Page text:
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BMW Undecided on Parallel Factory LMDh, GTD Pro Programs

Decisions yet to be made on LMDh customer program; mid-2022 rollout planned for LMDh…

Photo: Martin Hangen/BMW

BMW is undecided on whether it will run parallel factory LMDh and GTD Pro programs in the IMSA WeatherTech SportsCar Championship in 2023 although has signaled intentions to enter IMSA’s new GT3-based class next year.

The German manufacturer, which confirmed earlier this month a two-car factory LMDh program beginning in 2023, is currently “trying to do” a GTD Pro program in 2022 as a works effort with the new BMW M4 GT3 according to BMW M Motorsport boss Mike Krack.

“In 2022 we’re trying to do GTD Pro,” he said. “In 2023 we’ll be in LMDh. If we would also be in GTD or GTD Pro I cannot say at the moment. 

“This has not really been a big focus. But in any case next year we’re trying to do GTD Pro because we have this new car that we also want to show. 

“The LMDh program has been confirmed. These two things we’re trying to do. But any parallel activities we don’t have on the radar at the moment.”

Krack confirmed should BMW commit to GTD Pro next year, it would be in a full factory effort, similar to its existing level of participation in the soon-to-be-defunct GT Le Mans class with the Team RLL-run BMW M8 GTEs.

A factory GTD Pro effort, however, could only end up lasting one season prior to its debut in LMDh in 2023.

“That’s the basic idea of GTD Pro,” Krack said, referencing the notion of factory teams in the class.

“We will not race our customers. We have always said that. If we do Pro we will not do it with [factory] support. It would be a more [full] factory approach.”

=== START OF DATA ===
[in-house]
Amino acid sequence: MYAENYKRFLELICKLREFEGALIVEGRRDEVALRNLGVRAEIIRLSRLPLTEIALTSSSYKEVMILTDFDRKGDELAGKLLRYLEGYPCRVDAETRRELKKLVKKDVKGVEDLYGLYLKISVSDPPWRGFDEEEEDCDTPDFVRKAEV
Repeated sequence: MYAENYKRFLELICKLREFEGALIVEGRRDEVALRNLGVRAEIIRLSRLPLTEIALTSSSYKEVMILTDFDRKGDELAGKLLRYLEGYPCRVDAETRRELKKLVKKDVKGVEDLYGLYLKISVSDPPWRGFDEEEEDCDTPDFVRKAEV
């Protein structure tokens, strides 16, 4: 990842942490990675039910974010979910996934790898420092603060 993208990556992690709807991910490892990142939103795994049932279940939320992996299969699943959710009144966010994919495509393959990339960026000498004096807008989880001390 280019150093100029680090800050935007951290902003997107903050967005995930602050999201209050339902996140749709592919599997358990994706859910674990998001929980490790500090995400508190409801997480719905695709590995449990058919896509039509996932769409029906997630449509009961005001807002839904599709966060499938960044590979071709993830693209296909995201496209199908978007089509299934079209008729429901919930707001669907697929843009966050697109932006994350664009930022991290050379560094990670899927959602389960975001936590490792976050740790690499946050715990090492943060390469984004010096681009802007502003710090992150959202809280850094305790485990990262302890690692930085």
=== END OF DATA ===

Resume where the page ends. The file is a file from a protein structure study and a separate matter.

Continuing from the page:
No Decision on Customer LMDh Cars

When asked if BMW will supply its LMDh cars to customers, Krack said that a decision has also not yet been taken, although reiterated the fact that its factory teams generally don’t race against its customers.

“Yes this is true,” he said. “We have not yet said we will do LMDh forever with the factory approach.

“If you see a GTD Pro factory [program], then customer, or in parallel because it’s a different class, the same could apply to LMDh on the customer side.

“We do not want to do too much because of the tight time schedule so it’s better to do a little bit less and not get distracted too much.

“There are some plans with options and we have not yet decided on them. If we see, for example, how this develops, we want to keep the flexibility to offer it.

“But if we see it doesn’t help us or we get too much distractions, we would rather be a bit more conservative. 

“I understand that [the competition] does multi-continent and multi customers but they also probably have a different structure behind.

“We want to only do what we are able to do. We have to see how it’s going to develop and then we will adjust.”

Mid-2022 LMDh Rollout Targeted

Krack said a mid-2022 rollout of its LMDh car has been targeted ahead of its debut in the 2023 Rolex 24 at Daytona.

An engine and chassis constructor has already been chosen with BMW currently in talks with teams, which are believed to include both longtime IMSA partner Rahal Letterman Lanigan Racing and current Formula E entrant Andretti Autosport.

Krack told Sportscar365 that announcements will be made over the next six months on all key areas of the program.

“If you have confirmation of a program at this stage you won’t be able to have the car on track at the same point than a competitor who has announced this a year earlier almost,” said Krack, in reference to Porsche’s planned end-of-year rollout.

“We have a plan in place. I think we’ll be tight but I think it’s still possible. So we’ll try to be on track by mid-year next year.

“This would leave not ideally what we’d want to have. But I think it’s still sufficient [time] because we do not want to do testing in Europe, testing in the U.S., testing with customers, etc.

“I think our focused approach will help us to recover a bit of time you would lose if you do two programs or different teams or customers.”

When asked by Sportscar365 if BMW could enter the 24 Hours of Le Mans in 2023, Krack said it’s “too early to say.”

“The program is centered around the IMSA championship because we want to have this for our biggest M market, which is the U.S,” he said.

“This is the primary focus and the main reason we decided to go IMSA.”

John Dagys is the founder and Editor-in-Chief of Sportscar365. Dagys spent eight years as a motorsports correspondent for and SPEED Channel and has contributed to numerous other motorsports publications worldwide. Contact John

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